From top to bottom , almost everybody agreed that Money or kickbacks is the main driving force behind all the twist and turn of nomination process. sad to say, our countrymen pride itself for nominating people in exchange for temporary monetary gratification. Come to Sabah and ask any grassroot member. Ask any campaigner you know, they'll admit that they are campaigning for some kind or just any kind of returns!

What else could explain the last minute came-from-behind votes of so many underdogs candidates vying for various nominations. Somebody or some groups decided to dish out the 'investment' for the underdogs at the very last moment.

I could be in trouble for saying this, but sad to say that the famous Dr. M has also lamented on the same issue....

The injury forced on UMNO by money politics will have to take some time to heal.

Anonymous said...

Not bad for a contradiction. It does seem a far stretch on the IQ of the average citizen, no matter how dumb they may be to suppose that Dato' Mukhriz upbringing was anything but ordinary.
You have to be clear - are you for or against silver spoons taking the seats of power?
A rags to riches story is a plus by itself, but when in the process, development orders were apporved that later led to landslides, and loss of life, one may need to ask some critical questions as to the character of the individual.

This is a fight between DM and KJ. I too was pretty concerned about the quite blatant dynastic tradition evolving in UMNO, but in the end of the day, for the KP race, what I believe is that delegates would vote in the most promising invidiual, because the challenges facing foes within BN and in the opposition is a challenge not meant for the faint hearted.

Anonymous said...

It reminds me to current PM and DPM of Ireland who launched their political career in continuity of their father legacy. And both of them was elected only after their fathers death.

Anonymous said...

Jed oh Jed! Pleaselah...dont disgrace or confuse urself if u donno history.

Voice ~ What's with Mukhriz and N9 MB?

~Mask Rider~

Unknown said...

Dear Voice

I agree that a person's background and upbringing should never be SOLELY used for or against a potential leader.

A Voice said...

Mr. Padedoh

Glad there is something we can concur .. your last para.

This is outside the discussion in this current posting. I would add one more parampount consideration, that is facing up to PRU13.

With regard to landslide and stuff, how about getting the timeline

... and, the blame right.


I can't disagree to your view but nomination is one part of the game.

Getting delegate votes is another. There is some 800 delegates that Isa Samad will demand at Padang Mahsyar.

de minimis said...

I have always been sceptical about the genetics explanation. In fairness, we should never mistake Sak's intellectual reach and his desire to provoke thought and debate, with his beliefs.

I tend to agree that the feudal view is more compelling than the genetics argument. Feudalism is legalistic, sociological and political - things that we can do something about. But, genetics is DNA-coding that no one except Dr Frankenstein can do anything about.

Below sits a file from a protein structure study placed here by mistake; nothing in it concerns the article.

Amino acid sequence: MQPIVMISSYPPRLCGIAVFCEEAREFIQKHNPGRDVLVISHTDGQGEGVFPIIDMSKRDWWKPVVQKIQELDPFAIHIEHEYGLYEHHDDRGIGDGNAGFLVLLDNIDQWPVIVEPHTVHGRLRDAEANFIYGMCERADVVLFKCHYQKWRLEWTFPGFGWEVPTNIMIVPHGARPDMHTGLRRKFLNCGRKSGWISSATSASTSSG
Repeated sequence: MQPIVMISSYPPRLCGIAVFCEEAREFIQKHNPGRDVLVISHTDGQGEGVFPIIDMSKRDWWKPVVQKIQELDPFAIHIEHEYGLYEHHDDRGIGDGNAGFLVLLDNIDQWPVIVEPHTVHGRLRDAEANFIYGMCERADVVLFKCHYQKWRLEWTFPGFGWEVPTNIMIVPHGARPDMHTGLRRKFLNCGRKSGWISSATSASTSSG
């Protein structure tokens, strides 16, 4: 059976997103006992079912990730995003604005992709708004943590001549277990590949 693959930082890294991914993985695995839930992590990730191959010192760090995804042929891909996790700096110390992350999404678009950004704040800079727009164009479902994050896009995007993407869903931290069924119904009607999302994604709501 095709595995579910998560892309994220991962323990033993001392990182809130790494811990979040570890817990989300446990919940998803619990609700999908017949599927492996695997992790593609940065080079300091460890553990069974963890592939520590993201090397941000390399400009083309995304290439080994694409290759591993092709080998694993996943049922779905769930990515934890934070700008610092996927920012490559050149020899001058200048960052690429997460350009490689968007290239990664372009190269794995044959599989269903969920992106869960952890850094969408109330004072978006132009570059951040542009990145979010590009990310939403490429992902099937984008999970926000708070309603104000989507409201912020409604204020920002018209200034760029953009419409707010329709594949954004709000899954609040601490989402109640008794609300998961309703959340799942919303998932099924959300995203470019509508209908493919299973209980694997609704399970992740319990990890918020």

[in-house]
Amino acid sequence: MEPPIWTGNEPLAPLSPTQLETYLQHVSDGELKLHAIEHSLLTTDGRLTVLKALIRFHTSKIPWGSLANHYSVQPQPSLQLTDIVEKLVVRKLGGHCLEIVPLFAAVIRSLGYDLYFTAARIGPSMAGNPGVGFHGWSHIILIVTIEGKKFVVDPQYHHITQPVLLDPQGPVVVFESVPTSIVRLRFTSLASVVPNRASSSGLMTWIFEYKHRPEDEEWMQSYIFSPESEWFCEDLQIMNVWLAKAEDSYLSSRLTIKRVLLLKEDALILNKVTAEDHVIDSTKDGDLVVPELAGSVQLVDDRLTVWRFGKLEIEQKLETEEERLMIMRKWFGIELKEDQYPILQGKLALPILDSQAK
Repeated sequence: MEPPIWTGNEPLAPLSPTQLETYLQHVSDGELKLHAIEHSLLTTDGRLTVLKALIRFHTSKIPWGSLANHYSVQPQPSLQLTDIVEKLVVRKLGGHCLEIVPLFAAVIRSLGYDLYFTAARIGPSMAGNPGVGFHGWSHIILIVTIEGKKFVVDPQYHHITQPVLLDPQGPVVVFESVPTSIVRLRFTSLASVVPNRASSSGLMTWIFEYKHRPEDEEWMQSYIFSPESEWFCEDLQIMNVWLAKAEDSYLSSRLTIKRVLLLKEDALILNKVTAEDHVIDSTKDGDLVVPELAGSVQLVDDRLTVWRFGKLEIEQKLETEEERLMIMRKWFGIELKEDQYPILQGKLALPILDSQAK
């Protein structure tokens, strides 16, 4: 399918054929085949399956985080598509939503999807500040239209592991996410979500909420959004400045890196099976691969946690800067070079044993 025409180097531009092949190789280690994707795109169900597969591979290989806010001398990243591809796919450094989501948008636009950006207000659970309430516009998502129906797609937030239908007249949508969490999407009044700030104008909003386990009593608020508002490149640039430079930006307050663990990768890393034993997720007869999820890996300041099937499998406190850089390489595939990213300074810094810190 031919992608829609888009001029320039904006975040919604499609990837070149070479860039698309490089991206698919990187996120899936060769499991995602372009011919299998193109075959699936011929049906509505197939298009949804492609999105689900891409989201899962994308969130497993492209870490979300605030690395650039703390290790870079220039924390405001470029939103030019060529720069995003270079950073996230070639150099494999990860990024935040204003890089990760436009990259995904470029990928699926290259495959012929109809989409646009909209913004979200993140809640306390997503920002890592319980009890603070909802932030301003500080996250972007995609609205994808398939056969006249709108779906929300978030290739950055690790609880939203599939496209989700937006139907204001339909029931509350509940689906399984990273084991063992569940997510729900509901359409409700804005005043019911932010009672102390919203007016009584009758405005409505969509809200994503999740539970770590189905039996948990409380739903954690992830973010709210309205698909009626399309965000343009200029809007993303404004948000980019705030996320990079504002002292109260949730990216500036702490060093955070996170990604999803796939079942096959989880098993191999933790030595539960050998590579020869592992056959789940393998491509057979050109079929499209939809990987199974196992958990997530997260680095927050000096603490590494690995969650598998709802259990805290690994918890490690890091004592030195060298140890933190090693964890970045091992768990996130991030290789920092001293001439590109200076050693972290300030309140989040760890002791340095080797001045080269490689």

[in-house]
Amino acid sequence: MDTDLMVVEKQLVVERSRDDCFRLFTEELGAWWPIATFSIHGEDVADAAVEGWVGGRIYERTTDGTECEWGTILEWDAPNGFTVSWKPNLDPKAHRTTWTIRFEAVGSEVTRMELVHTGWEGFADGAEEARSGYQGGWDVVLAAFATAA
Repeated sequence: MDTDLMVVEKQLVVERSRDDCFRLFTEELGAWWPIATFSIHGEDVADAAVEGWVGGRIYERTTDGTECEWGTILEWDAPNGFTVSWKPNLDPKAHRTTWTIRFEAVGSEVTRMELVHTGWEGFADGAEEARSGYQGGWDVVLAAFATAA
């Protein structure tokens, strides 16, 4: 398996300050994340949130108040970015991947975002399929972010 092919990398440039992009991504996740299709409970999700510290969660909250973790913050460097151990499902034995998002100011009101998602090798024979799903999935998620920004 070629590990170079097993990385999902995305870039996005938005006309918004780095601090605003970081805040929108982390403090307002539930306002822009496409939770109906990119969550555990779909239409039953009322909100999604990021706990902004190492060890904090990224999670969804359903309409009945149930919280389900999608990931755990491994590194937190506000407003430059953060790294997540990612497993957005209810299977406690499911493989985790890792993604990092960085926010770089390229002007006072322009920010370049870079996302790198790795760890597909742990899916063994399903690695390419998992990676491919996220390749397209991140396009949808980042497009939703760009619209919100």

Anonymous said...

Its always good to have some common ground, who knows one day, it may extend a bit further.


matalebam said...


Mukhriz isnt the sharpest tool in the shed if you know what i mean. Im not sure MM is ready to take a top post like that. He hasnt even held a proper post until today as Youth Exco let alone in his Division. Lost to a towkay beras in 2004 in Kubang Pasu, and can even have the balls to fight Jo Baharum.

This guy aint smart neither he is brave unlike the other 2. Thats what i yhink at least.

A Voice said...

Fair comment by matalebam to use his lost to Zul Beras as not sharp. Without having to describe what happened, the weakness of that opinion is that it is still within the narrowed political rhetorical thinking.

I would pose the question if you care to answer (NOT FURTHER EXPLANATION OF YOUR ALREADY UNDERSTOOD POINTS):

1. How would your yardstick of sharp in politics be? To be able to play dirtier than the other dirtbag? To be able to outmanouvre with another mischievous manouvre?

2. Till when will we mature and bring change to politics? Coming back to this article, a politics of substance - ideas, reasons, and deliverables, NOT OF CAMPAIGN TACTICS AND STRATEGIES ONLY.

3. Do you want a leader who is made of sharpness in manouvring but will perpetuate feudelism leadership only able in maintaining power through dishonest means, sadism, and trickery?

The people want a clean, able and honest leader that uphold principle. Not sharpness in dirty political play.

If we do not heed their call, learn to be an opposition.

The opposition's choice for Ketua Pemuda is definately not Mukhriz. We've heard Raja Petra's choice and I know who PAS's choice is. Their motivation is to bring UMNO down to its knees.

BaitiBadarudin said...

Salam awal Muharram.
Not that I'm defending MM, but when you talk about 'sharp' politicians, how sharp is Arnold, Reagan and Bush? Mudah-mudahan 1430 hijrah membawa kesedaran untuk menilai yang baik dan memperbaiki kekurangan dalam diri Melayu.

Pok Li said...

Salam Hijrah dan Tahun Baru 2009

Anonymous said...

Hi YM Voicey,
Almost fell out of my chair reading your diatribe. May I be so humble to ask which UMNO leader, aside from the first term MP of Jerlun, espouses the notion of fair play, and honest talk.
Malaysian politics is full of minefields, the coroner has lost count of the bodies. No sir, I disagree, you need the smartest, most tactical player on the block, one who can cut deals, sacrifice allies because I don't think there ever will be a situation when the citizens and others-turned-citizens hold hands with each other and sing Kum Ba Yah.Or Yes we can.

But it is a mark of progress if the said protagonist is well educated as it would raise the acts and scenes of political skullduggery to a more refined level. And this is progress, and
we could call that a step towards Wawasan 2020.

hoqni said...


Its feudalism alright. The real loser in this is the rakyat. I don't know much about PAS but for the other parties, stenches of nepotism abound. What Malaysia need is a rule that no political party shall have in its top 50 leadership structure, present or future, a relative of its top 5 leaders - something like that.

That way, there is no need for all who were spoken for, to be involved in politics. They can serve Malaysia in other aspects. Good example - Marina Mahathir.

That way, we dont have Mahathir/Mukhriz, Paklah-Khairy, Kitsiang/Guan Eng, Nurul/Anwar, Karpal/Gobind, KengYaik-Si Pin(?)tag teams, and so on.

I mean, the original pool is a lot larger than these people, unless you think so little of yourselves!

A Voice said...

Mr. Padedoh

Confucious once said, never read blog on shaky chair. It could crumble anytime.

So we agree to disagree ... but we agree we not continue to do the same forever.

My Say